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    Z1ggy16 wrote:

    tatertot wrote:

    Z1ggy16 wrote:


    I shot a 93 this past weekend. Didn't lose a single ball, played the 2 balls in my pocket the whole round. Why did I still not break 90? Easy.. Putting. I had FOUR three putts, and had 3 missed putts inside four feet. You take away those garbage putts and I have an easy 87 or 88.



    So... while I do think keeping 1 ball in play the whole round is crucial to breaking 90, avoiding 3 putts like the plague is also extremely important. Figure, for every 3 putt you make, that's like tossing a ball OB or in a hazard pretty much.



    I've also been keeping stats on TheGrint and I've come to learn I play par 3's horribly. I'm losing the most strokes to par 3's and I'm shooting just over par on par 5's. So out of say the 16-20 strokes a round a lose, I'm losing nearly half to par 3's. Must be mental because non of the courses I play have par 3's over 200 yards so it's not like I'm having to play a 4i or hybrid often. Usually anywhere from 7-PW. My iron striking is decent enough where I should be making mostly 3's and 4's.




    If you ONLY had 4 3-putts and still shot a 93, putting is not your problem.


    I don't quite understand what you mean? I had 40 total putts that round, didn't lose a single ball. Only hit 4-5 greens... but this is breaking 90, not 80. If I did nothing different but just made a couple putts, that's an easy 90 break.




    Zig, you seriously need indoor practice putting green. start from 2 ft and 1 foot interval. my cheap Cally one is only 9ft long but it helps me tremendously. I was king of 3 putts but now my avg putt is down to 32.1 per the Grint. since you have the Grint, have your buddies join and be in silent competition.
    Posted:
  • GolfWRXGolfWRX Warning Points: 0  11 Members Posts: 11 #ad
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  • Z1ggy16Z1ggy16  8045Posted: Members Posts: 8,045
    Joined:  #178
    flushem wrote:

    Z1ggy16 wrote:

    tatertot wrote:

    Z1ggy16 wrote:


    I shot a 93 this past weekend. Didn't lose a single ball, played the 2 balls in my pocket the whole round. Why did I still not break 90? Easy.. Putting. I had FOUR three putts, and had 3 missed putts inside four feet. You take away those garbage putts and I have an easy 87 or 88.



    So... while I do think keeping 1 ball in play the whole round is crucial to breaking 90, avoiding 3 putts like the plague is also extremely important. Figure, for every 3 putt you make, that's like tossing a ball OB or in a hazard pretty much.



    I've also been keeping stats on TheGrint and I've come to learn I play par 3's horribly. I'm losing the most strokes to par 3's and I'm shooting just over par on par 5's. So out of say the 16-20 strokes a round a lose, I'm losing nearly half to par 3's. Must be mental because non of the courses I play have par 3's over 200 yards so it's not like I'm having to play a 4i or hybrid often. Usually anywhere from 7-PW. My iron striking is decent enough where I should be making mostly 3's and 4's.




    If you ONLY had 4 3-putts and still shot a 93, putting is not your problem.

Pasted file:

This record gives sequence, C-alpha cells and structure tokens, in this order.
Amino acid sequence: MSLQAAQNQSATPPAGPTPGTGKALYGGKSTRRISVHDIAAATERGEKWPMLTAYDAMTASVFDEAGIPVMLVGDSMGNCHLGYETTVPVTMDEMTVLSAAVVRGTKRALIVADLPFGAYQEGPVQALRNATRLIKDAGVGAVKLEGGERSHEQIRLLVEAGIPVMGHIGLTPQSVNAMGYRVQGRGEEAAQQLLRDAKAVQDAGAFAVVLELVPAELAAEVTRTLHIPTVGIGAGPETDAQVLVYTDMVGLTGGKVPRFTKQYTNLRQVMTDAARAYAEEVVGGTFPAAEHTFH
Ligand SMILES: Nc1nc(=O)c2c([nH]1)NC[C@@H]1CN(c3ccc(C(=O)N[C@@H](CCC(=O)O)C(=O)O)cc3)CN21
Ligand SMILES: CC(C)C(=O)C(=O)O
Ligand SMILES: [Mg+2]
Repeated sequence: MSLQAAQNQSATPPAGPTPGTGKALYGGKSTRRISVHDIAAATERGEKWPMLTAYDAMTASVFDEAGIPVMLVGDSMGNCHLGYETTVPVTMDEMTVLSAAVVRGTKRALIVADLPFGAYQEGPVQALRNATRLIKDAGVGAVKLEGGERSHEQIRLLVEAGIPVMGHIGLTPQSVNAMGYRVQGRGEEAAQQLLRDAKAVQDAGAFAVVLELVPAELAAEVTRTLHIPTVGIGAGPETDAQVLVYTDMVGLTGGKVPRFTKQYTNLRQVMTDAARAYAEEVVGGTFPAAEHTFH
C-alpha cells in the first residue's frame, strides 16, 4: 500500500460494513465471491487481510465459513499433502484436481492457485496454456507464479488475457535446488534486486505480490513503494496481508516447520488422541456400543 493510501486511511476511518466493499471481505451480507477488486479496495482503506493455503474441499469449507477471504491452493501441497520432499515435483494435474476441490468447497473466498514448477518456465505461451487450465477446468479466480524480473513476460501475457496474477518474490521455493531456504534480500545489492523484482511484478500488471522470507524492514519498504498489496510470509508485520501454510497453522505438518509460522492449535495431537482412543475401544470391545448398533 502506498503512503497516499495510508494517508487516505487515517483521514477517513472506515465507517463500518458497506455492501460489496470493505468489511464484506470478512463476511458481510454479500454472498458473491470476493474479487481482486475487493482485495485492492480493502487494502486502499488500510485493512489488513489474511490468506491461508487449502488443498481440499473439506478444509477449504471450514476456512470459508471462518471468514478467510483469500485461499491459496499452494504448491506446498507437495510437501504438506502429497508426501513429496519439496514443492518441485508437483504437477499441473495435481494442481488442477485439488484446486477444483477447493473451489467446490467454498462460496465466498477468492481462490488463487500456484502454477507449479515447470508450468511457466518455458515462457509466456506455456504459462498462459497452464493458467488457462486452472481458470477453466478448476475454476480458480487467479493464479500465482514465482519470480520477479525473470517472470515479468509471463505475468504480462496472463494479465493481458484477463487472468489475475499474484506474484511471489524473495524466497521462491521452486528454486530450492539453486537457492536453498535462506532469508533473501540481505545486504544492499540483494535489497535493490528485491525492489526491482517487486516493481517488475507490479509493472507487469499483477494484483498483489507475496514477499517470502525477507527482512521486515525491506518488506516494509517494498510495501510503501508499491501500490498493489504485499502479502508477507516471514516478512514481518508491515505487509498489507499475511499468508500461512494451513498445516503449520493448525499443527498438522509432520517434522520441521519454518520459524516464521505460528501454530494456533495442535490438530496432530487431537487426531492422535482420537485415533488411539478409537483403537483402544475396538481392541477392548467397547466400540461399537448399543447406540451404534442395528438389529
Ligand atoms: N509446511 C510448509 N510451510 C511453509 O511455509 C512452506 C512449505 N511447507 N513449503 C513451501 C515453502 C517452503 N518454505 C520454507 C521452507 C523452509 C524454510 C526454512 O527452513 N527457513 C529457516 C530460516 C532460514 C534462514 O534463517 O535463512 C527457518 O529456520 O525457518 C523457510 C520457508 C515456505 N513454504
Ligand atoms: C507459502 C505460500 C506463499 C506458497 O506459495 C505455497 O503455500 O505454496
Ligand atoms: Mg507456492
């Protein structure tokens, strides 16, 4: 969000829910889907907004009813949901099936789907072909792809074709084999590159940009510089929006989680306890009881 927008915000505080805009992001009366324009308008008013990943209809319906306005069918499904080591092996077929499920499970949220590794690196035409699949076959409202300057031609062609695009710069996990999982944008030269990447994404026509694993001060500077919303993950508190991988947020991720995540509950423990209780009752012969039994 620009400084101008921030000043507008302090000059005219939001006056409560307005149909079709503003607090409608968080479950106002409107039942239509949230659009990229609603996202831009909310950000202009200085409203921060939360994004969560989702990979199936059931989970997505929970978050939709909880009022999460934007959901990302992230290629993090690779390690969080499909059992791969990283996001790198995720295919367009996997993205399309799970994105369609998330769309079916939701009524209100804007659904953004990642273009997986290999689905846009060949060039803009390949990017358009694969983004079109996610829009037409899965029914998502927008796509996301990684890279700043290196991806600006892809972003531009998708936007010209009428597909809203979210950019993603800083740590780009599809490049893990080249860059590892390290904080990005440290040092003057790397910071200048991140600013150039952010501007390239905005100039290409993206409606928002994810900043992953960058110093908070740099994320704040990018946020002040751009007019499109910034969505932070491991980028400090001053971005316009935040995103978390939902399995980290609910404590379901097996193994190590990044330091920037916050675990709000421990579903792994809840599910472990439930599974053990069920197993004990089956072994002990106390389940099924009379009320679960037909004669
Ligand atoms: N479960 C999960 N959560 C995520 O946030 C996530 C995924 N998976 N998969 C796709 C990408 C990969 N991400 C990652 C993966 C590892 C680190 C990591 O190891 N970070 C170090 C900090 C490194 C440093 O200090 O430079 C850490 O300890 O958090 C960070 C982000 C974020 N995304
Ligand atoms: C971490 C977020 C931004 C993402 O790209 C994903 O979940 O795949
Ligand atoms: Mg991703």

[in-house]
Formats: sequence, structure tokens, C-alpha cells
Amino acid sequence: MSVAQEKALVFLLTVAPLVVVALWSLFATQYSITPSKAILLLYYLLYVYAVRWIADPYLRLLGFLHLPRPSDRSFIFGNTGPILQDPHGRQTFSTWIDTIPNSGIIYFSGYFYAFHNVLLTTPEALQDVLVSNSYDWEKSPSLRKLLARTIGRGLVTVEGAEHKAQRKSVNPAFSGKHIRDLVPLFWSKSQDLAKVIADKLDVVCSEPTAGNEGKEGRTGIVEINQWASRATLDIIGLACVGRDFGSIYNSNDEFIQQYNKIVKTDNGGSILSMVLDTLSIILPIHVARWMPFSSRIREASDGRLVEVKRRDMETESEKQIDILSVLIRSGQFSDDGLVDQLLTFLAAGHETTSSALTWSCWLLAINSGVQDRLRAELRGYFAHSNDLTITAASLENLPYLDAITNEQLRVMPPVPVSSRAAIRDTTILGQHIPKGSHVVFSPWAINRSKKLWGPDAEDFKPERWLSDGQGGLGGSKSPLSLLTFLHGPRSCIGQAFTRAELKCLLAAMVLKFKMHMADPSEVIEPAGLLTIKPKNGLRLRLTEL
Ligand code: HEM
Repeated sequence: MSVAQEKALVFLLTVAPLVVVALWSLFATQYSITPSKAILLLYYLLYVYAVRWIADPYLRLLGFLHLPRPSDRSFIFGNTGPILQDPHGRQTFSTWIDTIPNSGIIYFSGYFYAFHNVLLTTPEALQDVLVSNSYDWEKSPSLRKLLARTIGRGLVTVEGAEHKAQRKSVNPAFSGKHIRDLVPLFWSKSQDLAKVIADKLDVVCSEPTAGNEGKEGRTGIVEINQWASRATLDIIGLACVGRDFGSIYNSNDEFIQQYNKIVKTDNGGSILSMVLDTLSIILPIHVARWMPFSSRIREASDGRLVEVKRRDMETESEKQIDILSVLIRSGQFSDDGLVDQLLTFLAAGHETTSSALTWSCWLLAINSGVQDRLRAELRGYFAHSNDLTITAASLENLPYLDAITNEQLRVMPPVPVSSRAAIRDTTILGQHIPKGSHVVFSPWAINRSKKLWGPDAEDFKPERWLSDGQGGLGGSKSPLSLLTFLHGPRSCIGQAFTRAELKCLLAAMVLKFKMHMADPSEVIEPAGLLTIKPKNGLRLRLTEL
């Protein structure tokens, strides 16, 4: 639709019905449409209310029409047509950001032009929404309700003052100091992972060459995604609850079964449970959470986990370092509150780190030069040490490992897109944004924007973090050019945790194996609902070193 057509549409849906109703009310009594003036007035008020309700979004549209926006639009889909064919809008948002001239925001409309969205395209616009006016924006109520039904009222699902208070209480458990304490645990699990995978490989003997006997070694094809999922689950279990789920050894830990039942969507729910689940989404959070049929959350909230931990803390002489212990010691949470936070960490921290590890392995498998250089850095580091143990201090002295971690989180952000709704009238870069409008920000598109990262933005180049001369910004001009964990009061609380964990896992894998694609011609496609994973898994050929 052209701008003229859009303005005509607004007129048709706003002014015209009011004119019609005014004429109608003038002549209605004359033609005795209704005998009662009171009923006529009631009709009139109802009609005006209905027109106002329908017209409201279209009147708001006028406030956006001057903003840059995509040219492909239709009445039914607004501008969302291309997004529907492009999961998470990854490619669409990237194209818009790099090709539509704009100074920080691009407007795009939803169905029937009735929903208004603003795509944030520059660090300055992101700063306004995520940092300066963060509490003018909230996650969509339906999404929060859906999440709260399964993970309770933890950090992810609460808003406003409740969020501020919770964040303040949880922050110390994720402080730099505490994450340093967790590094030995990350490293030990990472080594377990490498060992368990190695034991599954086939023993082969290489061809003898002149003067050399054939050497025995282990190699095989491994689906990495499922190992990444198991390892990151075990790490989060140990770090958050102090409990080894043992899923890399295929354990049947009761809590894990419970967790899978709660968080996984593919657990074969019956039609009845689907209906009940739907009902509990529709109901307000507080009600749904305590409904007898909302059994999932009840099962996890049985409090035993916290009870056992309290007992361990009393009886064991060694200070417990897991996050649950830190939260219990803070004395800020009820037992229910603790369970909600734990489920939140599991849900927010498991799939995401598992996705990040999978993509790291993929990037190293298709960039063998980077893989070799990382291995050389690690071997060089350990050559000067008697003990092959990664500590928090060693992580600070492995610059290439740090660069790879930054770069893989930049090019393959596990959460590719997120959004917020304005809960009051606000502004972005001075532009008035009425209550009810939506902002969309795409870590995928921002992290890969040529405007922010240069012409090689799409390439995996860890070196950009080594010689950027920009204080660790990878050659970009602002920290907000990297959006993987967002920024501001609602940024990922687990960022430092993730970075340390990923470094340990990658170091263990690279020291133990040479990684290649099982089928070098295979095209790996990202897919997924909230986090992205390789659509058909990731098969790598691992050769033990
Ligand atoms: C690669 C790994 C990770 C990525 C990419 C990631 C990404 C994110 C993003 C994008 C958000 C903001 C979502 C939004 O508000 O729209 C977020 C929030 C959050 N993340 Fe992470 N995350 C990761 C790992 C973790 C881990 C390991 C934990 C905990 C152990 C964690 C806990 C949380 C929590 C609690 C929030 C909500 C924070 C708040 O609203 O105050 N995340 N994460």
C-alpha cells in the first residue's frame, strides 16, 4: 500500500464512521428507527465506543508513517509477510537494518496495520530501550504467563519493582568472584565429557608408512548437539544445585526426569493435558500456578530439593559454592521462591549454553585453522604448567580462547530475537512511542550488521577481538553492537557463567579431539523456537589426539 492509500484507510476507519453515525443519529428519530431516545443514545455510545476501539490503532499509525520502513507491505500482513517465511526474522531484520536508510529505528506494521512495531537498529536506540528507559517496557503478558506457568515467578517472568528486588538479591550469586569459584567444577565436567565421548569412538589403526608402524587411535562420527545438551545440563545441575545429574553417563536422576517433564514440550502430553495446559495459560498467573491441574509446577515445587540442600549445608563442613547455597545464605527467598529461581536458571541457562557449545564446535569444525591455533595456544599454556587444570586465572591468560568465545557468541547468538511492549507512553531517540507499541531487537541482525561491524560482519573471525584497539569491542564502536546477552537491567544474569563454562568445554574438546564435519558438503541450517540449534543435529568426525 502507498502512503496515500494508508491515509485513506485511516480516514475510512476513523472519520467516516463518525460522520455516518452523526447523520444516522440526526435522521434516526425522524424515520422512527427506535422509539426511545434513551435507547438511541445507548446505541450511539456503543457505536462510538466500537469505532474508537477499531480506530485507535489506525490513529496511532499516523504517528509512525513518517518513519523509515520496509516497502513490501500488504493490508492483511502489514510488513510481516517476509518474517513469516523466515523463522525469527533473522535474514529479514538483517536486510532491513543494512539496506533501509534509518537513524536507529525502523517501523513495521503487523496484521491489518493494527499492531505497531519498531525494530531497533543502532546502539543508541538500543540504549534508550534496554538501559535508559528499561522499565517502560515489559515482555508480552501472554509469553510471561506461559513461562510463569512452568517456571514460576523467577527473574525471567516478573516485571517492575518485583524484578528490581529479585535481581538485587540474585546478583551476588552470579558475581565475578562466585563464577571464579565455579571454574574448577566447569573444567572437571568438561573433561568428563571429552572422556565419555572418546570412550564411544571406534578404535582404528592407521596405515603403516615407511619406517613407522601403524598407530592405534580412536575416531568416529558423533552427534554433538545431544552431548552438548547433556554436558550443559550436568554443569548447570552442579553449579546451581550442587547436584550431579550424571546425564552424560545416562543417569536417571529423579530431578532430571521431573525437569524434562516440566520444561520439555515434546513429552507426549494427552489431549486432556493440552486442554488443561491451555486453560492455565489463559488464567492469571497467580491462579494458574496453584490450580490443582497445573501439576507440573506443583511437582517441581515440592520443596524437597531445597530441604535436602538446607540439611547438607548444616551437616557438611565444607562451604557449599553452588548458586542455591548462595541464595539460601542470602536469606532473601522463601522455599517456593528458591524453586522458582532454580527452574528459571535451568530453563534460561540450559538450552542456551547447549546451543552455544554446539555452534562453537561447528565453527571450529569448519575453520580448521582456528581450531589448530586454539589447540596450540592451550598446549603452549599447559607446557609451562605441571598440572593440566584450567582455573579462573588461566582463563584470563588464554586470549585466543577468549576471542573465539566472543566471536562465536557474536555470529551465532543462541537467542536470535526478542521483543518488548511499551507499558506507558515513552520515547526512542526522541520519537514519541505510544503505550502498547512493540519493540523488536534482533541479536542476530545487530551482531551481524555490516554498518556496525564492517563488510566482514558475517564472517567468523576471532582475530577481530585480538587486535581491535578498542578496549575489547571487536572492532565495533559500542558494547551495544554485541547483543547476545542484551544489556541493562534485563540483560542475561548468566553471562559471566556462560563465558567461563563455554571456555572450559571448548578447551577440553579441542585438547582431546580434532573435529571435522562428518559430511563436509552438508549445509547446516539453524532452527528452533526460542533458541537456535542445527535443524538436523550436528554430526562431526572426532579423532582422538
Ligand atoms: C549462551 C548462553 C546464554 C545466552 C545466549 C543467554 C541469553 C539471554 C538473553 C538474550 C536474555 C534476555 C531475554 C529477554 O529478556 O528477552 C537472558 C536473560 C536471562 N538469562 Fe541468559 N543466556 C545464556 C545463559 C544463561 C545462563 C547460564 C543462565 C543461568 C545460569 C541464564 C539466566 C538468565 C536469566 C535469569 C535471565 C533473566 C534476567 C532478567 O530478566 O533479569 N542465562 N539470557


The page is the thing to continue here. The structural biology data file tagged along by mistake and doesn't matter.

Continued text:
I don't quite understand what you mean? I had 40 total putts that round, didn't lose a single ball. Only hit 4-5 greens... but this is breaking 90, not 80. If I did nothing different but just made a couple putts, that's an easy 90 break.




    Zig, you seriously need indoor practice putting green. start from 2 ft and 1 foot interval. my cheap Cally one is only 9ft long but it helps me tremendously. I was king of 3 putts but now my avg putt is down to 32.1 per the Grint. since you have the Grint, have your buddies join and be in silent competition.


    I don't have the room my man :-/ I have all hardwood floors and my condo is maaaybe 800sqft. I have a little area rug but it's at most 6 feet long. I do practice on it but it's not the same as on a real green. Maybe I need to buy a nice practice green thing like you have and sling it down my hallway. Wife will love that... lol.



    Man... if I averaged 32 ppr that would change my game. Currently 37.1 PPR average.
    Posted:

  • flushemflushem  1862Posted: Members Posts: 1,862
    Joined:  edited Oct 12, 2018 #179
    Z1ggy16 wrote:

    flushem wrote:

    Z1ggy16 wrote:

    tatertot wrote:

    Z1ggy16 wrote:


    I shot a 93 this past weekend. Didn't lose a single ball, played the 2 balls in my pocket the whole round. Why did I still not break 90? Easy.. Putting. I had FOUR three putts, and had 3 missed putts inside four feet. You take away those garbage putts and I have an easy 87 or 88.



    So... while I do think keeping 1 ball in play the whole round is crucial to breaking 90, avoiding 3 putts like the plague is also extremely important. Figure, for every 3 putt you make, that's like tossing a ball OB or in a hazard pretty much.



    I've also been keeping stats on TheGrint and I've come to learn I play par 3's horribly. I'm losing the most strokes to par 3's and I'm shooting just over par on par 5's. So out of say the 16-20 strokes a round a lose, I'm losing nearly half to par 3's. Must be mental because non of the courses I play have par 3's over 200 yards so it's not like I'm having to play a 4i or hybrid often. Usually anywhere from 7-PW. My iron striking is decent enough where I should be making mostly 3's and 4's.




    If you ONLY had 4 3-putts and still shot a 93, putting is not your problem.